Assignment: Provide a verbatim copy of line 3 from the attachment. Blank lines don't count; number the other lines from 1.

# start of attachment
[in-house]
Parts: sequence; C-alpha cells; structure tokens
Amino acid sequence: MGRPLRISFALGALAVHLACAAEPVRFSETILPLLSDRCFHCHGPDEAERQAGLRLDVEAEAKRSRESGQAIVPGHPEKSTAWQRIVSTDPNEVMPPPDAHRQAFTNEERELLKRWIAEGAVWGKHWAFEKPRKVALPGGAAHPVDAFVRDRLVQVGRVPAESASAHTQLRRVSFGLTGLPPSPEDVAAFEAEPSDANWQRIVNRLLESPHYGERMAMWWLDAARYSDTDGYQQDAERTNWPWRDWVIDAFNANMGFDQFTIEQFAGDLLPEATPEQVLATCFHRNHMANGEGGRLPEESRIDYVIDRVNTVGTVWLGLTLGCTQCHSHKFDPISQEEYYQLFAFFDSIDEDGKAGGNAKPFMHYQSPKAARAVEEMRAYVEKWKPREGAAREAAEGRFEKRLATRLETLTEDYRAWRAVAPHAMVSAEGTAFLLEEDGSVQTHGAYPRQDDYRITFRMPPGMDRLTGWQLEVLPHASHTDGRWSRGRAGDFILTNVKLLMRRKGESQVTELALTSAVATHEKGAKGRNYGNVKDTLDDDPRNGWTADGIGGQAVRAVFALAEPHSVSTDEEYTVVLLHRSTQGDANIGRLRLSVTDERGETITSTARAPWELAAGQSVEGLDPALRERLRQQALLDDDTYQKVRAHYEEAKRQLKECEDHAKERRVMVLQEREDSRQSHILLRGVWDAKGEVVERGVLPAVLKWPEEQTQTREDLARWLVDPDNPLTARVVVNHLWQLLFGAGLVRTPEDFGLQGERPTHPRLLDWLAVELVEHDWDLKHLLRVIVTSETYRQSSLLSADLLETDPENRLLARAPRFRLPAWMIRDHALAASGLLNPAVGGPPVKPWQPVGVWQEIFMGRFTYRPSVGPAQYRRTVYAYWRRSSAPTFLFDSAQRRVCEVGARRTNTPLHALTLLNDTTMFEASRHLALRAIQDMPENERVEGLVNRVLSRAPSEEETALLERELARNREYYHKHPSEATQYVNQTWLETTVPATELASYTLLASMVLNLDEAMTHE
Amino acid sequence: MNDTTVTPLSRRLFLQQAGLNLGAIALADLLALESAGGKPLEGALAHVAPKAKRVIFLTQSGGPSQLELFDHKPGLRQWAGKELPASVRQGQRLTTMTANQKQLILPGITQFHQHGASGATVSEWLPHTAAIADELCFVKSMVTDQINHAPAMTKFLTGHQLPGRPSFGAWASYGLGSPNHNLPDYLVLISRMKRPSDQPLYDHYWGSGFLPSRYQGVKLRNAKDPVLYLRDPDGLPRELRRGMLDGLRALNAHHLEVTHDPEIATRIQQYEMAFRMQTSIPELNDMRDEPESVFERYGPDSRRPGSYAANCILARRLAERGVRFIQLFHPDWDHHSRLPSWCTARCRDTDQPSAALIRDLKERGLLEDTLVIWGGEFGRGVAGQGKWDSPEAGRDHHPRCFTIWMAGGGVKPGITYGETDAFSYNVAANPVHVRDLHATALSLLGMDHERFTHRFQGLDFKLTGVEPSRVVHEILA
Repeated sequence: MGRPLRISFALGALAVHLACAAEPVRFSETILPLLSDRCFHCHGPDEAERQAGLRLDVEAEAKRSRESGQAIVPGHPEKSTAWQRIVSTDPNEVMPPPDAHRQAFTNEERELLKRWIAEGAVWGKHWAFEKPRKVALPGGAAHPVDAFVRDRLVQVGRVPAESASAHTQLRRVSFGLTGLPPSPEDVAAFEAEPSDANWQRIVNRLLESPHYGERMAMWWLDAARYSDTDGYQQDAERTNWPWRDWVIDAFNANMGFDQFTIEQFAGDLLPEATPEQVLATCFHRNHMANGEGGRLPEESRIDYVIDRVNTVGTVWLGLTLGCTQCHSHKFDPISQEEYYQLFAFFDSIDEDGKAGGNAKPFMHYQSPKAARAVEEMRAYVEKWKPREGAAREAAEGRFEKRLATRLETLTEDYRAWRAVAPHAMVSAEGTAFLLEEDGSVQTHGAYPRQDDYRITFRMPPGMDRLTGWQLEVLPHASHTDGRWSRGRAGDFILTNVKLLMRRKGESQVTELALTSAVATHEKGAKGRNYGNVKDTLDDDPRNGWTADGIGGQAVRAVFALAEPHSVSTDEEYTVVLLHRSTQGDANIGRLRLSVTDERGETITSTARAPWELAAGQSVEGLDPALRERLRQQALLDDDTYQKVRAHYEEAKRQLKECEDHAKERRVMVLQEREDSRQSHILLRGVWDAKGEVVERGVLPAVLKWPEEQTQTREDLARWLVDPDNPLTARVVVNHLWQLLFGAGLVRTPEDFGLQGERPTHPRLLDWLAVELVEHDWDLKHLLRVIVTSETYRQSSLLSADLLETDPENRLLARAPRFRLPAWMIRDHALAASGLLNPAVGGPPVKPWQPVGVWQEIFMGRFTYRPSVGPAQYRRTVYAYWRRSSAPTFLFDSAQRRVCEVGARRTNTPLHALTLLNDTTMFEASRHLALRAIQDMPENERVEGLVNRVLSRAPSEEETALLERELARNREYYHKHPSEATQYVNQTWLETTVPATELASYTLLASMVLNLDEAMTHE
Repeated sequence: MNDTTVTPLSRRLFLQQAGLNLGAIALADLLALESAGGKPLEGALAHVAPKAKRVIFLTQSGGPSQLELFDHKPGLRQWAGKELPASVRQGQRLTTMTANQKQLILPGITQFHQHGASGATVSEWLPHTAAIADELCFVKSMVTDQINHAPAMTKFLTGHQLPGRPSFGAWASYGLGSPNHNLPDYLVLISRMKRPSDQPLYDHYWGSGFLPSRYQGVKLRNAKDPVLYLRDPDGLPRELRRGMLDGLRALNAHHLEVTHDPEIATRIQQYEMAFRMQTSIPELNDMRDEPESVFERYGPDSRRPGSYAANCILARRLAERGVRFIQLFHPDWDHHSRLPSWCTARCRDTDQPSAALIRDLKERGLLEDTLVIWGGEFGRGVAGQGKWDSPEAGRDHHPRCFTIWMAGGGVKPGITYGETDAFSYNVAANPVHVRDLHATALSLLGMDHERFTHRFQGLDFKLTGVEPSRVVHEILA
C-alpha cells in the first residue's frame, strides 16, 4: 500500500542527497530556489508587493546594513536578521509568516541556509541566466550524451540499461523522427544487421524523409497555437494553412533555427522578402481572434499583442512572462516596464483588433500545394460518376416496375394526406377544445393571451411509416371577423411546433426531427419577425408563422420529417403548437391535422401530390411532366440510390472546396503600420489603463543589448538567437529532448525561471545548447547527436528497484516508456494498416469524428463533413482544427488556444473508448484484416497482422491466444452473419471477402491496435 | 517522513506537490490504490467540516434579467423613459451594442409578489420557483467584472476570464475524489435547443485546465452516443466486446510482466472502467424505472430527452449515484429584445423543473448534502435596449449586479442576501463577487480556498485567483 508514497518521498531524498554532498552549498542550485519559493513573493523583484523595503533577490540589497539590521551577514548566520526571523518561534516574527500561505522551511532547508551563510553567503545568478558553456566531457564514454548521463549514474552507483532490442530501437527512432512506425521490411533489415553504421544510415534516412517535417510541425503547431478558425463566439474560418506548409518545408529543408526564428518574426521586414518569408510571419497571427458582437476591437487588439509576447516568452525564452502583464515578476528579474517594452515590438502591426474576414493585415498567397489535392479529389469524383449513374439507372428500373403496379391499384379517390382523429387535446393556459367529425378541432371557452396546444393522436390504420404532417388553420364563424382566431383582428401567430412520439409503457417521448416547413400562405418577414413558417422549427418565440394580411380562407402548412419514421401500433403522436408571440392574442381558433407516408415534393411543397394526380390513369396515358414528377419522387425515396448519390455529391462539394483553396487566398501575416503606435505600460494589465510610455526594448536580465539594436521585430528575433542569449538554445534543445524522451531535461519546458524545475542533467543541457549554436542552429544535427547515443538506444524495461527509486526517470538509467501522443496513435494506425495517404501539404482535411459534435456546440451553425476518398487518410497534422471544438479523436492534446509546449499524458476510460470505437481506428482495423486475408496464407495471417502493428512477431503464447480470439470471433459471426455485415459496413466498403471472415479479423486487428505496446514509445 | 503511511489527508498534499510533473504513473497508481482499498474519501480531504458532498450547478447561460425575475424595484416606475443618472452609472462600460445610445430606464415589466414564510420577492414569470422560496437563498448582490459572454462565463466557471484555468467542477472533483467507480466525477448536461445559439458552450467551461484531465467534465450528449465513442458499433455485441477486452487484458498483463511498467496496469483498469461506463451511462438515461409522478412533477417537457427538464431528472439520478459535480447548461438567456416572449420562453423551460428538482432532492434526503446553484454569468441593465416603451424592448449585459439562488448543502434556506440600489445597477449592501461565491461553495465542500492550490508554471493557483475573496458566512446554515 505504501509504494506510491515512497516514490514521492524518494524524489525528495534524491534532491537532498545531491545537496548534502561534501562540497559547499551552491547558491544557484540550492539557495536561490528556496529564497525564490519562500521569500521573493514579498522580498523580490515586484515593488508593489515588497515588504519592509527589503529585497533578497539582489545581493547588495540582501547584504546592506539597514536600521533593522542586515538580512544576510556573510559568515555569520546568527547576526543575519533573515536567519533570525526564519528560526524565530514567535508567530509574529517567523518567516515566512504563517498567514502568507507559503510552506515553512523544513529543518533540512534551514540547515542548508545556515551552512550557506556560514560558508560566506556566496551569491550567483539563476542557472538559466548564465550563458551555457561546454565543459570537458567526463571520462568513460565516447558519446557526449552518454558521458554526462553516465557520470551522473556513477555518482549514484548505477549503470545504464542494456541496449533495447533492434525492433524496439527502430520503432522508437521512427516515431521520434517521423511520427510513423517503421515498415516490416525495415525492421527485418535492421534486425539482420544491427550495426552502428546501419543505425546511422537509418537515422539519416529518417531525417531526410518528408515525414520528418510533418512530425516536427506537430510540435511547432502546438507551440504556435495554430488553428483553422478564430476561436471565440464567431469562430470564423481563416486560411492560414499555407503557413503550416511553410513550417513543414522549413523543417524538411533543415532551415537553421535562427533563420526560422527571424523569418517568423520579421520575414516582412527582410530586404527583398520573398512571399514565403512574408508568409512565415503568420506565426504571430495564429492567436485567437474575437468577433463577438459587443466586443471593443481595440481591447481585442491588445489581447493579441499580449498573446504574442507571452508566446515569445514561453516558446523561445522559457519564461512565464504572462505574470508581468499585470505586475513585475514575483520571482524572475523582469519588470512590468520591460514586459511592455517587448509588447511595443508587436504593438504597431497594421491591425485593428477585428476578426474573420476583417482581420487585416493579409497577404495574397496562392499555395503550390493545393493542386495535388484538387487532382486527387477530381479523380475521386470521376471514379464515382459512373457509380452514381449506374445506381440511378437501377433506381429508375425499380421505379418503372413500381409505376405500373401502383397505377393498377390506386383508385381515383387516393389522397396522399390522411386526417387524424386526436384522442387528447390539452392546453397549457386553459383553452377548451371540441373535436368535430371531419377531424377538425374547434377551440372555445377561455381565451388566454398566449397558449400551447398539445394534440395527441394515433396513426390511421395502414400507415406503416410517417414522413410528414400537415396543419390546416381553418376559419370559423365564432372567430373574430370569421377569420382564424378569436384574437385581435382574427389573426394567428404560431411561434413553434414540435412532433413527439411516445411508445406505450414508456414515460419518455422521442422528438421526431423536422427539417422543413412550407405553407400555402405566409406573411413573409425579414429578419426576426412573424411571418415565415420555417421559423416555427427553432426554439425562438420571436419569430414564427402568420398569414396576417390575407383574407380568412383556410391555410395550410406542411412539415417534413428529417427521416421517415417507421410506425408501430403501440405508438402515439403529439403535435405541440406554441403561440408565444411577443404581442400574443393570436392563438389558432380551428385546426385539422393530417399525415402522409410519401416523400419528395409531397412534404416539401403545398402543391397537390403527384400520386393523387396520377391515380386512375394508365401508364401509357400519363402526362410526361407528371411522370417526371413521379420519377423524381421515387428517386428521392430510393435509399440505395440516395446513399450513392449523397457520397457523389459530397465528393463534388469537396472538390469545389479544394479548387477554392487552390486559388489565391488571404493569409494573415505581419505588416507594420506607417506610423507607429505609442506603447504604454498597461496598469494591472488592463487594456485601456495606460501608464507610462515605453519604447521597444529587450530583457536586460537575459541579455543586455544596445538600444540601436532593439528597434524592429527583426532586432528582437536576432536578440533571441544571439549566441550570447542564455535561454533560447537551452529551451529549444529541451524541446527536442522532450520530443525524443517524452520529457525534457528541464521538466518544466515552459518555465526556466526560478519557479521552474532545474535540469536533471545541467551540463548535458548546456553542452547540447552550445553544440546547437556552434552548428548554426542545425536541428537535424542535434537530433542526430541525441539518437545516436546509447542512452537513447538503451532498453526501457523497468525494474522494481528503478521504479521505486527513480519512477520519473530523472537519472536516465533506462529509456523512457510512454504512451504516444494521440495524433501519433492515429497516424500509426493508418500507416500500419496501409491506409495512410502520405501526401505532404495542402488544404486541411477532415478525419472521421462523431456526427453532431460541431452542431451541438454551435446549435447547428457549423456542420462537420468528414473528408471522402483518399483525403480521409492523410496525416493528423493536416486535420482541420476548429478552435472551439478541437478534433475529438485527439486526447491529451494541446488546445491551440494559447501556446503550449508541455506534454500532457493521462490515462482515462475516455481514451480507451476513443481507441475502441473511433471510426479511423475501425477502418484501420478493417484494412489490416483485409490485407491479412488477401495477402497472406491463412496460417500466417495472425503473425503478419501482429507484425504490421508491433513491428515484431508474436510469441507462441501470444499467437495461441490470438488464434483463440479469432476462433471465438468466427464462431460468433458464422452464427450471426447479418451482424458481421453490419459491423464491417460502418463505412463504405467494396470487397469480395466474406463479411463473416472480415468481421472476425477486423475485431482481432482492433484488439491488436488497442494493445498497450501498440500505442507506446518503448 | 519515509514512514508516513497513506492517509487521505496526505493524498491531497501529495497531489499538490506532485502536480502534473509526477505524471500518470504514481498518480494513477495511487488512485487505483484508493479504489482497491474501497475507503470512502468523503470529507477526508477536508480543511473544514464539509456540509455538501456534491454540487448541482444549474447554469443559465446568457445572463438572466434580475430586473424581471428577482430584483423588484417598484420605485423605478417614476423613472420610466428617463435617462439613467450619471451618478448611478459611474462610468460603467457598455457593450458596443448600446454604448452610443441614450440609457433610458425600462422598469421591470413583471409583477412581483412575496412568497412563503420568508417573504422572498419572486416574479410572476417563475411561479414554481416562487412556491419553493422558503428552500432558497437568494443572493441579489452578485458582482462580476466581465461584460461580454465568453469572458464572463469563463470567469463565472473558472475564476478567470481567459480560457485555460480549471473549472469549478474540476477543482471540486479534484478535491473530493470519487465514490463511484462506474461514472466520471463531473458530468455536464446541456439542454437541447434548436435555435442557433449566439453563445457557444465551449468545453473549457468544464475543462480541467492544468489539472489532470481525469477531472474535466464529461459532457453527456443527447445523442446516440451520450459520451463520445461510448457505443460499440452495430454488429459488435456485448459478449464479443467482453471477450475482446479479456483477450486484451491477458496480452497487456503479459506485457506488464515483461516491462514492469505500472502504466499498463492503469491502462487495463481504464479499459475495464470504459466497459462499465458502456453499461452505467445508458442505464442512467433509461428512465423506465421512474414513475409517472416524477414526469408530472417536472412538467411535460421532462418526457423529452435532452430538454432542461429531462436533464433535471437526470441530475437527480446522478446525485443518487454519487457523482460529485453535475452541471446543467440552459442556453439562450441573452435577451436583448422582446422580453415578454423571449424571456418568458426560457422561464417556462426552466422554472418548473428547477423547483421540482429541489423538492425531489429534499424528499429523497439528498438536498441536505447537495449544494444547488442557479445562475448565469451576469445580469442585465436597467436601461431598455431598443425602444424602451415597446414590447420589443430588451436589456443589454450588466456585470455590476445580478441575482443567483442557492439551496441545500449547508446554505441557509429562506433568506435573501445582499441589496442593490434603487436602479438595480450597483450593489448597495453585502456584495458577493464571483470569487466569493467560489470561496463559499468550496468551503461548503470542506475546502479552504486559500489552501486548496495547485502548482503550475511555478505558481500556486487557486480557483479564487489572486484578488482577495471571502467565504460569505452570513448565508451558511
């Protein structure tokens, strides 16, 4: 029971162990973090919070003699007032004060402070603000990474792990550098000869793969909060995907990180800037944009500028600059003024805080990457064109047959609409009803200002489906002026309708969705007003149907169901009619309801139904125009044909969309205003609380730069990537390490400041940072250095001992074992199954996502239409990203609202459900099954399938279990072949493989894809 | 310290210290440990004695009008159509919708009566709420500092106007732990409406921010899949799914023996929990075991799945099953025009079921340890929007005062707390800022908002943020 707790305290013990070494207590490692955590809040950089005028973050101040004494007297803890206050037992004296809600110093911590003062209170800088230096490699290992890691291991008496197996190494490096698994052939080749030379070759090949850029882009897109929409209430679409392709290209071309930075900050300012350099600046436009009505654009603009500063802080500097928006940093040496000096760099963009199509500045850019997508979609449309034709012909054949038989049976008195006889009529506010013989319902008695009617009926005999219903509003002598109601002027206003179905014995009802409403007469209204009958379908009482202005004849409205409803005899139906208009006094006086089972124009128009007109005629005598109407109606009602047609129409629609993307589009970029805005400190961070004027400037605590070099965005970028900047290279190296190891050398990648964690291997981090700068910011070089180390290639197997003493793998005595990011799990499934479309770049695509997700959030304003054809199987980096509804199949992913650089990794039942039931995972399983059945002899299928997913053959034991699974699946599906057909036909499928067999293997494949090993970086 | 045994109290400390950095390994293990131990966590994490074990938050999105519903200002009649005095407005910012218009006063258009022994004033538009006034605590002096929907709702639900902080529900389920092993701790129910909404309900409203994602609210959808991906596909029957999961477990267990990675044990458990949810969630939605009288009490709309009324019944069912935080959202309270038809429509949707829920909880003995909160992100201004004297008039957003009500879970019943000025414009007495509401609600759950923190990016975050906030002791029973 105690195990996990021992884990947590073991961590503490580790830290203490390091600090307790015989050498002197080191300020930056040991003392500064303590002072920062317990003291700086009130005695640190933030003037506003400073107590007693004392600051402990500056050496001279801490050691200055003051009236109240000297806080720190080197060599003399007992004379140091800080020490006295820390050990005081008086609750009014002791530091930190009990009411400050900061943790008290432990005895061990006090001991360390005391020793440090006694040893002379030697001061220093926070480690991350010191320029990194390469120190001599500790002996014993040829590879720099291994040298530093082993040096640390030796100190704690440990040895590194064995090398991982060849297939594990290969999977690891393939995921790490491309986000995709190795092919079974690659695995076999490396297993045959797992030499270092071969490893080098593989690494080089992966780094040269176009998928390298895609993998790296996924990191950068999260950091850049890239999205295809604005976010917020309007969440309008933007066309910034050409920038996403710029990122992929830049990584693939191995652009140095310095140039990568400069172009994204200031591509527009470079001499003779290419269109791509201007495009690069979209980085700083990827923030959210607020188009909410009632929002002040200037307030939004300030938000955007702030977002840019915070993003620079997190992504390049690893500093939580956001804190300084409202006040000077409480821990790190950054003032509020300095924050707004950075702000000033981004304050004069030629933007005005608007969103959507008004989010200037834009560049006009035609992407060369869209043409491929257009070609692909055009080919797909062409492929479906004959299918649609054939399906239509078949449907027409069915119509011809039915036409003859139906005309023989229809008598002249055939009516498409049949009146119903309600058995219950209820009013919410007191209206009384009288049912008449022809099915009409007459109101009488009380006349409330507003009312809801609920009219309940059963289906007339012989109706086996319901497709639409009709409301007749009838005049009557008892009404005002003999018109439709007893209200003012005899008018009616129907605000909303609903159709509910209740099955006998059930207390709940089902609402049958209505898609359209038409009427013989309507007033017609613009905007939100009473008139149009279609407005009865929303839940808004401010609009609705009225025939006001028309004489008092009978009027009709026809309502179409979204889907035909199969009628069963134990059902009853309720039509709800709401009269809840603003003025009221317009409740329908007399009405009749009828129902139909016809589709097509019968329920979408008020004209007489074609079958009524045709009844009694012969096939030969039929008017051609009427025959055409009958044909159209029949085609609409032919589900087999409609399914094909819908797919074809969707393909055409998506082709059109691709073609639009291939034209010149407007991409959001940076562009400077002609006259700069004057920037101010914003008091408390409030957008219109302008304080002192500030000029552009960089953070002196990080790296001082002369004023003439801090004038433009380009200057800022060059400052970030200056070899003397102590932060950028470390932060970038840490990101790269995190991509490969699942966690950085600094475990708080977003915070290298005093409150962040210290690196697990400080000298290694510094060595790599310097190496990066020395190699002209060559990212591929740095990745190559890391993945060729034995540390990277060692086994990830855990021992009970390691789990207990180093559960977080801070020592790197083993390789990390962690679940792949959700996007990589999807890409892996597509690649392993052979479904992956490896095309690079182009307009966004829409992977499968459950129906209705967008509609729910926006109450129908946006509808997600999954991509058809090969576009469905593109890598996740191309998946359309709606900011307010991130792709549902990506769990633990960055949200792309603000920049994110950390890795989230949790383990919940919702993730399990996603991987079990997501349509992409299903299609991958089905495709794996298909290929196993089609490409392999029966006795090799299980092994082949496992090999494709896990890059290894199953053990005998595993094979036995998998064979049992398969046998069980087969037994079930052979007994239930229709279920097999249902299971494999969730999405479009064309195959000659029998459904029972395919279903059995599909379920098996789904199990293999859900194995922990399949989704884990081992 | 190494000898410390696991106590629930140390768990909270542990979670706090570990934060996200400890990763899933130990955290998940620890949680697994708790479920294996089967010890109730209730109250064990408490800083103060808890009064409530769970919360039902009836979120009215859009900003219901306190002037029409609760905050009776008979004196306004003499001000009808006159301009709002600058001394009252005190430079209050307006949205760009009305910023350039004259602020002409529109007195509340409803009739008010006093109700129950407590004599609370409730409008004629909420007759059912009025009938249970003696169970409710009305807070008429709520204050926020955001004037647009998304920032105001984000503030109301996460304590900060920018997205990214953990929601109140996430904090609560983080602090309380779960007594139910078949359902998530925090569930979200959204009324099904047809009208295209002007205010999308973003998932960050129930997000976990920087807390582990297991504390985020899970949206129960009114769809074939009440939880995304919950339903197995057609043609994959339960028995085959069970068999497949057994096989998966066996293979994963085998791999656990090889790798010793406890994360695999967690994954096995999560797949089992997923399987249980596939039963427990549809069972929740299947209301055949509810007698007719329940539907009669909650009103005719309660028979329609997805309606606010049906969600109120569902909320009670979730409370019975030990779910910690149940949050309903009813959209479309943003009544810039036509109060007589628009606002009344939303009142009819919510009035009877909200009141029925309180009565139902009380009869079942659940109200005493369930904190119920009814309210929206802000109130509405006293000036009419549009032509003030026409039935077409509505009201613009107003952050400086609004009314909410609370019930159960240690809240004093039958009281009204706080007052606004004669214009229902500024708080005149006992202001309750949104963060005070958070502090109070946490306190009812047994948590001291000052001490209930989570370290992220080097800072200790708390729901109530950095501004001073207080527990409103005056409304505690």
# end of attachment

Amino acid sequence: MGRPLRISFALGALAVHLACAAEPVRFSETILPLLSDRCFHCHGPDEAERQAGLRLDVEAEAKRSRESGQAIVPGHPEKSTAWQRIVSTDPNEVMPPPDAHRQAFTNEERELLKRWIAEGAVWGKHWAFEKPRKVALPGGAAHPVDAFVRDRLVQVGRVPAESASAHTQLRRVSFGLTGLPPSPEDVAAFEAEPSDANWQRIVNRLLESPHYGERMAMWWLDAARYSDTDGYQQDAERTNWPWRDWVIDAFNANMGFDQFTIEQFAGDLLPEATPEQVLATCFHRNHMANGEGGRLPEESRIDYVIDRVNTVGTVWLGLTLGCTQCHSHKFDPISQEEYYQLFAFFDSIDEDGKAGGNAKPFMHYQSPKAARAVEEMRAYVEKWKPREGAAREAAEGRFEKRLATRLETLTEDYRAWRAVAPHAMVSAEGTAFLLEEDGSVQTHGAYPRQDDYRITFRMPPGMDRLTGWQLEVLPHASHTDGRWSRGRAGDFILTNVKLLMRRKGESQVTELALTSAVATHEKGAKGRNYGNVKDTLDDDPRNGWTADGIGGQAVRAVFALAEPHSVSTDEEYTVVLLHRSTQGDANIGRLRLSVTDERGETITSTARAPWELAAGQSVEGLDPALRERLRQQALLDDDTYQKVRAHYEEAKRQLKECEDHAKERRVMVLQEREDSRQSHILLRGVWDAKGEVVERGVLPAVLKWPEEQTQTREDLARWLVDPDNPLTARVVVNHLWQLLFGAGLVRTPEDFGLQGERPTHPRLLDWLAVELVEHDWDLKHLLRVIVTSETYRQSSLLSADLLETDPENRLLARAPRFRLPAWMIRDHALAASGLLNPAVGGPPVKPWQPVGVWQEIFMGRFTYRPSVGPAQYRRTVYAYWRRSSAPTFLFDSAQRRVCEVGARRTNTPLHALTLLNDTTMFEASRHLALRAIQDMPENERVEGLVNRVLSRAPSEEETALLERELARNREYYHKHPSEATQYVNQTWLETTVPATELASYTLLASMVLNLDEAMTHE